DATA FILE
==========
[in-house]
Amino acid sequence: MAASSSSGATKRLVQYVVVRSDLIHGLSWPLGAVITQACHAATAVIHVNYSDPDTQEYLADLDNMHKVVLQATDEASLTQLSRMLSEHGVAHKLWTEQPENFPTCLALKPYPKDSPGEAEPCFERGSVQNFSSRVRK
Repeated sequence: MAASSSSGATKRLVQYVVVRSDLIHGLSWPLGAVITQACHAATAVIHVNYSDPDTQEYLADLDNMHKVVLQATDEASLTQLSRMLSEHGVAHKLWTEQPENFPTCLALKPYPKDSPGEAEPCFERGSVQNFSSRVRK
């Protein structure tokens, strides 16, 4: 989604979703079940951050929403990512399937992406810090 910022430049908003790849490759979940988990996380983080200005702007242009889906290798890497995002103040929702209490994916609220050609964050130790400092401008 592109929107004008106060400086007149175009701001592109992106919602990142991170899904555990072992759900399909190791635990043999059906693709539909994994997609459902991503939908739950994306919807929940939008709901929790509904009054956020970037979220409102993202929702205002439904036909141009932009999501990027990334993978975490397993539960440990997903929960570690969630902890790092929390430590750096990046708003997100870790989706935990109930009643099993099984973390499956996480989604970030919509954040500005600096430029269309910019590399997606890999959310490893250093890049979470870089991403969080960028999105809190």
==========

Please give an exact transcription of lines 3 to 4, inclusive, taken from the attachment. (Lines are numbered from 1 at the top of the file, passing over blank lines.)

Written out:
Repeated sequence: MAASSSSGATKRLVQYVVVRSDLIHGLSWPLGAVITQACHAATAVIHVNYSDPDTQEYLADLDNMHKVVLQATDEASLTQLSRMLSEHGVAHKLWTEQPENFPTCLALKPYPKDSPGEAEPCFERGSVQNFSSRVRK
């Protein structure tokens, strides 16, 4: 989604979703079940951050929403990512399937992406810090 910022430049908003790849490759979940988990996380983080200005702007242009889906290798890497995002103040929702209490994916609220050609964050130790400092401008 592109929107004008106060400086007149175009701001592109992106919602990142991170899904555990072992759900399909190791635990043999059906693709539909994994997609459902991503939908739950994306919807929940939008709901929790509904009054956020970037979220409102993202929702205002439904036909141009932009999501990027990334993978975490397993539960440990997903929960570690969630902890790092929390430590750096990046708003997100870790989706935990109930009643099993099984973390499956996480989604970030919509954040500005600096430029269309910019590399997606890999959310490893250093890049979470870089991403969080960028999105809190």